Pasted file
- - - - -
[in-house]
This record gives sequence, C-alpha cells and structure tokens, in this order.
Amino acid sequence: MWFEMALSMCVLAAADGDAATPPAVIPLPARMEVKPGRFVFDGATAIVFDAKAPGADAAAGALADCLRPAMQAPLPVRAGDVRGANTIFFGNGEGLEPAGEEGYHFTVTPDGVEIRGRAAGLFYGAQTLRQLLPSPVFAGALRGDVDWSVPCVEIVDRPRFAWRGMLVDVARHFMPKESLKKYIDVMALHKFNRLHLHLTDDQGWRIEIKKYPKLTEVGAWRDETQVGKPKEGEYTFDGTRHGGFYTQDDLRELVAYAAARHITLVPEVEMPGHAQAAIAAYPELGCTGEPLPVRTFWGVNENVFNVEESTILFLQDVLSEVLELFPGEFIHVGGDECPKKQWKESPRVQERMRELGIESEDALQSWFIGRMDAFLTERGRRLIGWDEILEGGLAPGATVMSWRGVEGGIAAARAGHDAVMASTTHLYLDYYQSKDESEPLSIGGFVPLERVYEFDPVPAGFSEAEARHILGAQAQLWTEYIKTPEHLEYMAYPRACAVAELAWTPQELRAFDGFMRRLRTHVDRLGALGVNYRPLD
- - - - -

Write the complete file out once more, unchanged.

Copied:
[in-house]
This record gives sequence, C-alpha cells and structure tokens, in this order.
Amino acid sequence: MWFEMALSMCVLAAADGDAATPPAVIPLPARMEVKPGRFVFDGATAIVFDAKAPGADAAAGALADCLRPAMQAPLPVRAGDVRGANTIFFGNGEGLEPAGEEGYHFTVTPDGVEIRGRAAGLFYGAQTLRQLLPSPVFAGALRGDVDWSVPCVEIVDRPRFAWRGMLVDVARHFMPKESLKKYIDVMALHKFNRLHLHLTDDQGWRIEIKKYPKLTEVGAWRDETQVGKPKEGEYTFDGTRHGGFYTQDDLRELVAYAAARHITLVPEVEMPGHAQAAIAAYPELGCTGEPLPVRTFWGVNENVFNVEESTILFLQDVLSEVLELFPGEFIHVGGDECPKKQWKESPRVQERMRELGIESEDALQSWFIGRMDAFLTERGRRLIGWDEILEGGLAPGATVMSWRGVEGGIAAARAGHDAVMASTTHLYLDYYQSKDESEPLSIGGFVPLERVYEFDPVPAGFSEAEARHILGAQAQLWTEYIKTPEHLEYMAYPRACAVAELAWTPQELRAFDGFMRRLRTHVDRLGALGVNYRPLD